But if you love something, if it’s the most important thing in your life, if it’s a Body, a living, breathing, real-time thing, an interaction between pastor and pupil, and pupil and pupil, God the Holy Spirit flowing through all, talking through all, then you’ll want to do it all on your own. It’s not about obeying a law and doing “the right thing.” It’s about loving someone. Someone who IS truth. And when you hear the truth, you’ll know it for what it is. And it won’t have to be so plainly stated that anyone coming down the road can see it.

Godliness

Lately I’ve had cause to reflect on what I believe the Bible teaches about what the plan of God is for us as Christians after salvation, a reflection from the point of view of making a defense. If you’ve read my old blog for any length of time, you probably know that I believe scripture teaches  we are, in fact, called to a very specific plan and mode of operation: we are to submit ourselves to the prepared pastor teacher God has assigned to us and sit, filled with the Spirit, under his teaching, which, according to scripture should be done on a near daily basis. In this way the water of the word and the work of the Spirit transforms our thinking into our Lord’s, as per Ro 12.

It is a long, gradual process. In between classes, we are attacked by our flesh, the world system in which we live and sometimes agents of the kingdom of darkness, though that happens most frequently when one first becomes interested in following this mode of operation and then later when one has begun to move into spiritual maturity. The scripture terms this eusebeia, often translated “godliness,” the latter a word that’s frankly never really meant anything to me. Being good? Being like God? Being pious — and what is pious, for that matter?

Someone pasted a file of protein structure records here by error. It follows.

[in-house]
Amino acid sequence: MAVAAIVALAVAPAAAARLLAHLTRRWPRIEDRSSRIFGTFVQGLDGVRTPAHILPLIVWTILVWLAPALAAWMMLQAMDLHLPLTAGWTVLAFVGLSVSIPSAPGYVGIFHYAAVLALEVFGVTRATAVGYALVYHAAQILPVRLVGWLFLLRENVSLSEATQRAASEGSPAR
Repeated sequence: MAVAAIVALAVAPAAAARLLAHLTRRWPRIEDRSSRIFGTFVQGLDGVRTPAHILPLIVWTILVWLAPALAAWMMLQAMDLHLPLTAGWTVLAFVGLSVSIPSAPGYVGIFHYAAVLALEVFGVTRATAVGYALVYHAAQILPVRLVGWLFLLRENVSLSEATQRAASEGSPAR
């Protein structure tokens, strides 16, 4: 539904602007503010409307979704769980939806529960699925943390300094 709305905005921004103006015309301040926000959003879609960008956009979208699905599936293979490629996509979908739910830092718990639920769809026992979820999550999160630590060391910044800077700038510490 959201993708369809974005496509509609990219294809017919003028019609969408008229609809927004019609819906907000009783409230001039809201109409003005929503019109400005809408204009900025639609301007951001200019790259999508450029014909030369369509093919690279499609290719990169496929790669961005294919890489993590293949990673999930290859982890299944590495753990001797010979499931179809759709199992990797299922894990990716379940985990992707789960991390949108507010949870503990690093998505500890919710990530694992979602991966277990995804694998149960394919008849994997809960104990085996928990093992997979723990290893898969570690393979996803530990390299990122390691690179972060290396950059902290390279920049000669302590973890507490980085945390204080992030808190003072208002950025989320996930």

A study of the word itself helps. Eusebeia comes from eu (well) and sebomai (to be devout) Thayer defines it has having reverence and respect for God, and characterized by being devoted to the fulfillment of religious obligations or mandates. Thus, perhaps a better, more meaningful translation and one my pastor uses is “the spiritual life” or  “the spiritual lifestyle.”

Vine’s Expository Dictionary notes that the releated word eusebes (also from euand sebomai)

“directs us [not toward piety of the inner being but] rather to the energy which, directed by holy awe of God, finds expression in devoted activity.”

It’s a manner of living where everything is directed toward God. Since you are what you think as Proverbs 23:7 says, this direction begins with thinking. What you think directs everything else. And if your thinking has been transformed into His thinking, and you spend much of your day filled with the Spirit and thinking His thoughts, obeying His commands, then you are living the spiritual life. So the primary objective is to take in the instruction that will cause one’s thinking to be changed — i.e., daily. It is a slow, incremental process since it’s estimated that in any given lesson, people are actually able to recall only about 5% and able to apply a mere 1%.

I don’t think this is the usual meaning people ascribe to the word “godliness,” nor is this the usual lifestyle most Christians pursue or even believe they should be pursuing. In fact my experience is that many argue against it as being fanatical, not supported by the word, weird, excessive, etc. Besides, the argument goes, what about 1 John 2:27, which says,

“As for you, the anointing which you received from Him abides in you, and you have no need for anyone to teach you; but as His anointing teaches you about all things, and is true and is not a lie, and just as it has taught you, you abide in Him.”

 Yes, there it is… you have no need for anyone to teach you. That does seem to contradict the view that says you must be taught on a daily basis.

But what about Eph 4:11 – 15?

“And He gave some as apostles…and some as pastors and teachers, for the equipping of the saints for the work of service, to the building up of the body of Christ; until we all attain to the unity of the faith, and of the knowledge of the Son of God, to a mature man, to the measure of the stature which belongs to the fullness of Christ.